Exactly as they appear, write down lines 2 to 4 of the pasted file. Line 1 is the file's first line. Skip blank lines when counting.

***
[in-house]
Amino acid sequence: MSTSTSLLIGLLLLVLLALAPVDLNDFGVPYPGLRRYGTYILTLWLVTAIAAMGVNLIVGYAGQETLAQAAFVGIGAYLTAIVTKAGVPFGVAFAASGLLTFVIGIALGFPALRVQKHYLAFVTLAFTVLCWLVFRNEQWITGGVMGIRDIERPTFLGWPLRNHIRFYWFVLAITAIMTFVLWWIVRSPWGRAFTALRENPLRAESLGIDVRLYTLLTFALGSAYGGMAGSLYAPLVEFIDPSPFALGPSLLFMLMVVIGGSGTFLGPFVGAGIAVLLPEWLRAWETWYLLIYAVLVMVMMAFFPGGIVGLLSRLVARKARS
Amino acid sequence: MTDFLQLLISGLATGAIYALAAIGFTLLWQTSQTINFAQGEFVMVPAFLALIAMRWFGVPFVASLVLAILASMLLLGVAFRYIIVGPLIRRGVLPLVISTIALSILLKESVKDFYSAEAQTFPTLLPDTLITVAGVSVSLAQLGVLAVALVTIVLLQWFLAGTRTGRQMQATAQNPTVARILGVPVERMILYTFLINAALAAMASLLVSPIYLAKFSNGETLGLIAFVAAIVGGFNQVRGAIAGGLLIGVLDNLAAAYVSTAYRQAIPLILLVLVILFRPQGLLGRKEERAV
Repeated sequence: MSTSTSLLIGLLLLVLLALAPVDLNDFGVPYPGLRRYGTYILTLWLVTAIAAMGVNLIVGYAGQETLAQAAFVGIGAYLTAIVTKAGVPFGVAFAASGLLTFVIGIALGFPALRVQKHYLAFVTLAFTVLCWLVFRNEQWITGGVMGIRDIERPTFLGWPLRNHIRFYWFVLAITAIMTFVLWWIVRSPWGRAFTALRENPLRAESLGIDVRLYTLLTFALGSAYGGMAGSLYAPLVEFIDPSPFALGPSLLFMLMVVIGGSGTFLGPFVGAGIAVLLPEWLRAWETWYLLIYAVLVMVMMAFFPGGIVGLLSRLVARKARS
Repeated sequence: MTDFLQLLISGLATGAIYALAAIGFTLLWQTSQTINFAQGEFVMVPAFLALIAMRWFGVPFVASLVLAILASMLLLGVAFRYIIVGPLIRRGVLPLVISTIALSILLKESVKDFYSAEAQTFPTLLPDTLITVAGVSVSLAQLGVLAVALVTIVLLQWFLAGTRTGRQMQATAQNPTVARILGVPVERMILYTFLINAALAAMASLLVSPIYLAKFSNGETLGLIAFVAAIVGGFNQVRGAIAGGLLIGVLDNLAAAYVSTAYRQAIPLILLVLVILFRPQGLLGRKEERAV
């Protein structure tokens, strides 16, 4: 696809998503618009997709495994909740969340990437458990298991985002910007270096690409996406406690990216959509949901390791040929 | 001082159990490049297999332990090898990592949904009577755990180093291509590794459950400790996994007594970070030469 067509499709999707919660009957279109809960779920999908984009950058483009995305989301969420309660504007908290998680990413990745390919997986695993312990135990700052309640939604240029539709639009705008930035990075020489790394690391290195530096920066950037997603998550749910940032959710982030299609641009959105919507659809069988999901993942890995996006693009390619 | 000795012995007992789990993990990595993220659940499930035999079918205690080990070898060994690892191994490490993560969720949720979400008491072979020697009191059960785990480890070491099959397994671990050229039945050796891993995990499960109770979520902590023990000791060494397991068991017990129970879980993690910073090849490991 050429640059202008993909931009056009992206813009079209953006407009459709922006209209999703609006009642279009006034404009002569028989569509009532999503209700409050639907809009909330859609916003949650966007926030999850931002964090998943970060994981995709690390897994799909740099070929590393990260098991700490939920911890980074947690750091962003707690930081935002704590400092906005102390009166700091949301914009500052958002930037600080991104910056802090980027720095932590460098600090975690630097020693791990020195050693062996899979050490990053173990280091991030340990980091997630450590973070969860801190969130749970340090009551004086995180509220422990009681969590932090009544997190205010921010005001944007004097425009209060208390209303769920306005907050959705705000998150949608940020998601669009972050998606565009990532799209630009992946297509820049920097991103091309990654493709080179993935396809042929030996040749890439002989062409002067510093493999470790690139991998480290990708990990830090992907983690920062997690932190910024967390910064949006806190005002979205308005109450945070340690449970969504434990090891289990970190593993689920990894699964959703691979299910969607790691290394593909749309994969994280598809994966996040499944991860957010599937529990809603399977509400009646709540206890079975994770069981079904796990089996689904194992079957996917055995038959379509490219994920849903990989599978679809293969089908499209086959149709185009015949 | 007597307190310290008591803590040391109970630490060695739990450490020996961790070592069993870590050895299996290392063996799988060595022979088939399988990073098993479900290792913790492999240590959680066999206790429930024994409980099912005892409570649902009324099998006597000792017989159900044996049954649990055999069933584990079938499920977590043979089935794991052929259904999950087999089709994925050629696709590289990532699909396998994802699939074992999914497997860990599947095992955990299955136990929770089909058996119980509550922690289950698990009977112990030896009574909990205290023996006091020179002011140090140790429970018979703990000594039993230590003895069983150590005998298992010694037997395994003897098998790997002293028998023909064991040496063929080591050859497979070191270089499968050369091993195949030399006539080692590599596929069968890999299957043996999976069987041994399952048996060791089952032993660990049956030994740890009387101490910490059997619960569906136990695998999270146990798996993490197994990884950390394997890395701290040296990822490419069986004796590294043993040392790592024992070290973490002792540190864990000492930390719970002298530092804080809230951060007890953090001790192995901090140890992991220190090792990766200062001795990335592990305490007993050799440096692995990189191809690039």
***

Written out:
Amino acid sequence: MSTSTSLLIGLLLLVLLALAPVDLNDFGVPYPGLRRYGTYILTLWLVTAIAAMGVNLIVGYAGQETLAQAAFVGIGAYLTAIVTKAGVPFGVAFAASGLLTFVIGIALGFPALRVQKHYLAFVTLAFTVLCWLVFRNEQWITGGVMGIRDIERPTFLGWPLRNHIRFYWFVLAITAIMTFVLWWIVRSPWGRAFTALRENPLRAESLGIDVRLYTLLTFALGSAYGGMAGSLYAPLVEFIDPSPFALGPSLLFMLMVVIGGSGTFLGPFVGAGIAVLLPEWLRAWETWYLLIYAVLVMVMMAFFPGGIVGLLSRLVARKARS
Amino acid sequence: MTDFLQLLISGLATGAIYALAAIGFTLLWQTSQTINFAQGEFVMVPAFLALIAMRWFGVPFVASLVLAILASMLLLGVAFRYIIVGPLIRRGVLPLVISTIALSILLKESVKDFYSAEAQTFPTLLPDTLITVAGVSVSLAQLGVLAVALVTIVLLQWFLAGTRTGRQMQATAQNPTVARILGVPVERMILYTFLINAALAAMASLLVSPIYLAKFSNGETLGLIAFVAAIVGGFNQVRGAIAGGLLIGVLDNLAAAYVSTAYRQAIPLILLVLVILFRPQGLLGRKEERAV
Repeated sequence: MSTSTSLLIGLLLLVLLALAPVDLNDFGVPYPGLRRYGTYILTLWLVTAIAAMGVNLIVGYAGQETLAQAAFVGIGAYLTAIVTKAGVPFGVAFAASGLLTFVIGIALGFPALRVQKHYLAFVTLAFTVLCWLVFRNEQWITGGVMGIRDIERPTFLGWPLRNHIRFYWFVLAITAIMTFVLWWIVRSPWGRAFTALRENPLRAESLGIDVRLYTLLTFALGSAYGGMAGSLYAPLVEFIDPSPFALGPSLLFMLMVVIGGSGTFLGPFVGAGIAVLLPEWLRAWETWYLLIYAVLVMVMMAFFPGGIVGLLSRLVARKARS